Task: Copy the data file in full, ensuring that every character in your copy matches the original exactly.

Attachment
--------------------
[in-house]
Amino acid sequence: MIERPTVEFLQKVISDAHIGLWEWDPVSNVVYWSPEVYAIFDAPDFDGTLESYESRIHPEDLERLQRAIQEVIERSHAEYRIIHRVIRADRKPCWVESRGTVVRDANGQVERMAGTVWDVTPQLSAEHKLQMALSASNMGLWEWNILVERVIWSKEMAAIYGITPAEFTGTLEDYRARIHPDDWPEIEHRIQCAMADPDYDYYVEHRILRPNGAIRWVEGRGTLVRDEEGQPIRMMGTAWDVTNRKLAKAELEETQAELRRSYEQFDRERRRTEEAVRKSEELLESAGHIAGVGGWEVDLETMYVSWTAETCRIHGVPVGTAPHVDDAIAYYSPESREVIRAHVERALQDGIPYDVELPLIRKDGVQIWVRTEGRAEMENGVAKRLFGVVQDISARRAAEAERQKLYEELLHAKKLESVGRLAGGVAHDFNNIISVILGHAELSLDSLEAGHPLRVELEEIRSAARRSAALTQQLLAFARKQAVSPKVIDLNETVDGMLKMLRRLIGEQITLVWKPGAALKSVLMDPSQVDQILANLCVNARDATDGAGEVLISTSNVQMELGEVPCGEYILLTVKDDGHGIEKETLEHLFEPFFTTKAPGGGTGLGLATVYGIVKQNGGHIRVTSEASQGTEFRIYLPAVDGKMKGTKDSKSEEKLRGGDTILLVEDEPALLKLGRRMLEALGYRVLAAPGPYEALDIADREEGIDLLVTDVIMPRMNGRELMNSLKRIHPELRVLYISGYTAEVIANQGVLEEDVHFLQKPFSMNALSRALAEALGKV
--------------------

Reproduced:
[in-house]
Amino acid sequence: MIERPTVEFLQKVISDAHIGLWEWDPVSNVVYWSPEVYAIFDAPDFDGTLESYESRIHPEDLERLQRAIQEVIERSHAEYRIIHRVIRADRKPCWVESRGTVVRDANGQVERMAGTVWDVTPQLSAEHKLQMALSASNMGLWEWNILVERVIWSKEMAAIYGITPAEFTGTLEDYRARIHPDDWPEIEHRIQCAMADPDYDYYVEHRILRPNGAIRWVEGRGTLVRDEEGQPIRMMGTAWDVTNRKLAKAELEETQAELRRSYEQFDRERRRTEEAVRKSEELLESAGHIAGVGGWEVDLETMYVSWTAETCRIHGVPVGTAPHVDDAIAYYSPESREVIRAHVERALQDGIPYDVELPLIRKDGVQIWVRTEGRAEMENGVAKRLFGVVQDISARRAAEAERQKLYEELLHAKKLESVGRLAGGVAHDFNNIISVILGHAELSLDSLEAGHPLRVELEEIRSAARRSAALTQQLLAFARKQAVSPKVIDLNETVDGMLKMLRRLIGEQITLVWKPGAALKSVLMDPSQVDQILANLCVNARDATDGAGEVLISTSNVQMELGEVPCGEYILLTVKDDGHGIEKETLEHLFEPFFTTKAPGGGTGLGLATVYGIVKQNGGHIRVTSEASQGTEFRIYLPAVDGKMKGTKDSKSEEKLRGGDTILLVEDEPALLKLGRRMLEALGYRVLAAPGPYEALDIADREEGIDLLVTDVIMPRMNGRELMNSLKRIHPELRVLYISGYTAEVIANQGVLEEDVHFLQKPFSMNALSRALAEALGKV